Monday, December 23, 2013

Ginger-fail house. Yes!

How to begin this post?  How about . . . 
I believe in planning for failure.
or this . . . 
Two years ago, K-daughter and I made a gingerbread house together.  
Wherever this story begins, K-daughter has asked that making a gingerbread house be "our tradition", and so ever since that first Christmas together, it has been.  We use a lovely cast-iron mold that I got as a gift long ago.  But every year, we scratch our heads wondering whether we're supposed to use the gingerbread cake recipe or the gingerbread cookie recipe.  And that quandary comes even before the intricacies of assembling a structure that uses only icing to glue the walls and roof together.  

This year, when the sticky-note advent calendar declared it was Gingerbread Day, I decided to not only learn from my mistakes, but also (here's the difference) to remember what the mistakes would be.  I diligently wrote in my favorite recipe book that we were using a doubled version of the cake recipe this year.

 . . . And . . . it was a disaster.  As my husband said, it looked like an IED hit the house.  

None of the pieces came out of the mold easily, and even the few that came out in one piece didn't look very "house"ish.  Sigh.  I guess we used to use the cookie recipe.  Now I'll know.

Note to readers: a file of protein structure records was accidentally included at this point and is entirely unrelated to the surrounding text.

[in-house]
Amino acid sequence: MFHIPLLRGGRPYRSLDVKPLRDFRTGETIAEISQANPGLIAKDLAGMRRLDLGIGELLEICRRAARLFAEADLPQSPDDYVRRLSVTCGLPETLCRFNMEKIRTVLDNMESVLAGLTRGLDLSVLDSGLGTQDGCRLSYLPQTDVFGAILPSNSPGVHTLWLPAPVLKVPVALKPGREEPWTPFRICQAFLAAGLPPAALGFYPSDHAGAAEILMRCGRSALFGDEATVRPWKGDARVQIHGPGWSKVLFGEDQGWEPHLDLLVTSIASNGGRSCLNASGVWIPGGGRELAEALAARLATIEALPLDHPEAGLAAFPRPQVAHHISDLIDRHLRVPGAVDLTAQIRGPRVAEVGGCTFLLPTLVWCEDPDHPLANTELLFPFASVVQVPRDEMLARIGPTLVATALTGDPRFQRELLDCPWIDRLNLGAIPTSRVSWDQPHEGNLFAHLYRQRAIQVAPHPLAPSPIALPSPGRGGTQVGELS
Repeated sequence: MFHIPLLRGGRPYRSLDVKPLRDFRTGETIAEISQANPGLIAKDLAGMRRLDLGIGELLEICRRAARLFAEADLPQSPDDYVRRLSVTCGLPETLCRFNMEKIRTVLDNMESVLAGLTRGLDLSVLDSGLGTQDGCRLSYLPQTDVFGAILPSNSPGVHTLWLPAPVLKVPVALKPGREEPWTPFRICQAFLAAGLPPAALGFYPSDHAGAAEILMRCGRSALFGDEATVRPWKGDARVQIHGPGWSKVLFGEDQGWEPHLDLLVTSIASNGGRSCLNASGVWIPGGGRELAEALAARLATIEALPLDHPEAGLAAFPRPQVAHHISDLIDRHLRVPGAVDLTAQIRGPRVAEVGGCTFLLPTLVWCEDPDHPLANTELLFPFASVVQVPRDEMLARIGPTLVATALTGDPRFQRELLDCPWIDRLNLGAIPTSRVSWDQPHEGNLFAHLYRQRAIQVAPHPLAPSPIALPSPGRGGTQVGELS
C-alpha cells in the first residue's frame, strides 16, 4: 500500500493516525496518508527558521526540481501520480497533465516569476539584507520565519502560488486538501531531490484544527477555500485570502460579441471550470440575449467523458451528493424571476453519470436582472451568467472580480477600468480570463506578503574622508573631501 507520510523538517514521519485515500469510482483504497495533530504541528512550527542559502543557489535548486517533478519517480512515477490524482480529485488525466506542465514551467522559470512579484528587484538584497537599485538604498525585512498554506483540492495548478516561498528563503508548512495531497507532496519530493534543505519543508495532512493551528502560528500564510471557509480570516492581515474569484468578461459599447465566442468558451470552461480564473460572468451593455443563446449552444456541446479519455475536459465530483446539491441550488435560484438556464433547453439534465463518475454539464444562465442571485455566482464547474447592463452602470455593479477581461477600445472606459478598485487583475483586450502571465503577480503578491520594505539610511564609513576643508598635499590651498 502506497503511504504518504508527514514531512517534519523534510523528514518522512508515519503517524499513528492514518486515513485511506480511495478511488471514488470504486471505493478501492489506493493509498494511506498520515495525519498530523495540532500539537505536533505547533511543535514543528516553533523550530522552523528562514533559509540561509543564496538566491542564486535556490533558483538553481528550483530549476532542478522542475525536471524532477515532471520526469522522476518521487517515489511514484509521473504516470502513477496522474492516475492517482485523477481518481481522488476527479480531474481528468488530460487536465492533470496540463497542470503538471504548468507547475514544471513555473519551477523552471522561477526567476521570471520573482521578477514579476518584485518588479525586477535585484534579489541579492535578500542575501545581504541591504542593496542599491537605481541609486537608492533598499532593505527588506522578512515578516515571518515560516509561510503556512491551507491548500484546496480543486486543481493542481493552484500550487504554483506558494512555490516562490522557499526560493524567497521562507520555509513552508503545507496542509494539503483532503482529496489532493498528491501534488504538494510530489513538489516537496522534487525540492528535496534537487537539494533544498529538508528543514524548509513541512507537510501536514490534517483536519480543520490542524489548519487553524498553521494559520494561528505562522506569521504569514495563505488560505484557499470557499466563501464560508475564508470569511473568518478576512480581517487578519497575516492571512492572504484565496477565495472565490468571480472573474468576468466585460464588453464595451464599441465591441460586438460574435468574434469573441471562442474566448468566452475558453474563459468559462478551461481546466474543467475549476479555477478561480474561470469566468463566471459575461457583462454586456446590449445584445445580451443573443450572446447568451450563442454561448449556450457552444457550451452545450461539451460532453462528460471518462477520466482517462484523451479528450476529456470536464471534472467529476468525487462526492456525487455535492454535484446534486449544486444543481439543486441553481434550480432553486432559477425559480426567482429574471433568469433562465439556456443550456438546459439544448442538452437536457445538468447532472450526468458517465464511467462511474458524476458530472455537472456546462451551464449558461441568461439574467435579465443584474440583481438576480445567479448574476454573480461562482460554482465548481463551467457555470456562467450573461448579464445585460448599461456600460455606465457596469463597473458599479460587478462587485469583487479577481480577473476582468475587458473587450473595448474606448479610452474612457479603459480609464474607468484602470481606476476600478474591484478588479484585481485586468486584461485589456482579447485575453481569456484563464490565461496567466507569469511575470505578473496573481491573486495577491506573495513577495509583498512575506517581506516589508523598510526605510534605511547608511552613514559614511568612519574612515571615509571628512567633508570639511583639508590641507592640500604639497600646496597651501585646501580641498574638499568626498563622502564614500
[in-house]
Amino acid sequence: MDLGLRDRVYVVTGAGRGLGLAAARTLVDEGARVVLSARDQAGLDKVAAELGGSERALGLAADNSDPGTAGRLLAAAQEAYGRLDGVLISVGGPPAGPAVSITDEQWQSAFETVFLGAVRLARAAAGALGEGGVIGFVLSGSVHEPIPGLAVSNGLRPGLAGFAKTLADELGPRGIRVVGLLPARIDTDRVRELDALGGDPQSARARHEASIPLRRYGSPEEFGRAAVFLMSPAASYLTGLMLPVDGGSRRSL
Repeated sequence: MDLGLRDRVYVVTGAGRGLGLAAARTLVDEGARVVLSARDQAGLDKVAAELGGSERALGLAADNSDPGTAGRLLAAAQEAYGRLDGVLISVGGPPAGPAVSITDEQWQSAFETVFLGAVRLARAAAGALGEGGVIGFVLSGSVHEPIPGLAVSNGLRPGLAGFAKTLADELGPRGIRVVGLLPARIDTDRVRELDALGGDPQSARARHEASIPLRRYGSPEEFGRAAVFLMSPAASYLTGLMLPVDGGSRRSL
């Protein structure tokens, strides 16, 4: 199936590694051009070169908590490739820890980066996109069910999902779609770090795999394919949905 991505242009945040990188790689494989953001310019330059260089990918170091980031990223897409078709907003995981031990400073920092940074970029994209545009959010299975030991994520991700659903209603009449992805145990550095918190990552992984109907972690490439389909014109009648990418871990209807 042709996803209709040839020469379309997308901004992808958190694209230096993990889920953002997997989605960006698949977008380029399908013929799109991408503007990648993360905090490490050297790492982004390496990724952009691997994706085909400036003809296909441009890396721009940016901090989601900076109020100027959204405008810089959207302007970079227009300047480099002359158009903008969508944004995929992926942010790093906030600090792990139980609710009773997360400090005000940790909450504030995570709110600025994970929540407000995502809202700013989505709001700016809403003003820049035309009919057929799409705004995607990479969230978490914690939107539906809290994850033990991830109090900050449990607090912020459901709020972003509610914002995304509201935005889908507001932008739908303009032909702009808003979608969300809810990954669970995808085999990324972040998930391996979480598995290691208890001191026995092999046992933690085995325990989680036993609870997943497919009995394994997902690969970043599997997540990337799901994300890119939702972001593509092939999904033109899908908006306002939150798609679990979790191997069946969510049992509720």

We decided to cook the remaining cake batter in a plain old bread pan.  We thought we might make a gingerbread apartment.  Or a gingerbread hut.  But then, K-daughter got creative.
See the drawbridge coming out of the front?  She was so delighted with the castle that emerged that she took pictures and sent them to her friends as we worked.
What a palace!  If you look carefully, you can see a candle in a window turret.
As for the ginger-fail pieces, we broke them up into cookie-sized bits, decorated them, and sent them off with the boys to their church youth group party.
This ought to be enough sugar to keep a whole roomful of teenagers wired all evening!
K-daughter and I decided we actually prefer the loaf-pan method to our mold-and-assemble method, and that next year we're going to make several loaves so each kid can decorate his or her own building/castle/car/rocket ship.

We also decided to keep the mold anyway, for K-daughter's future household.  She said, "I don't want my family to be all about the gift stuff.  I want it to be about traditions."  So we put the mold in a special place just for her and whoever someday joins her.  Make me proud, kiddo!

Huzzah for creative kids!


  1. That is awesome. I love the middle tower!

  2. Yes, what N&M said. I was thinking to myself, "no! no! I know the answer is cookies!" Glad to see I was mistaken!

  3. I absolutely love making the holiday about traditions and not presents. My husband and I talk a lot about that in regards to our future kids. We really want them to value experiences and to be open and active. It also helps that we have a small apartment without a bigger one in sight, so we won't have room for lots of stuff.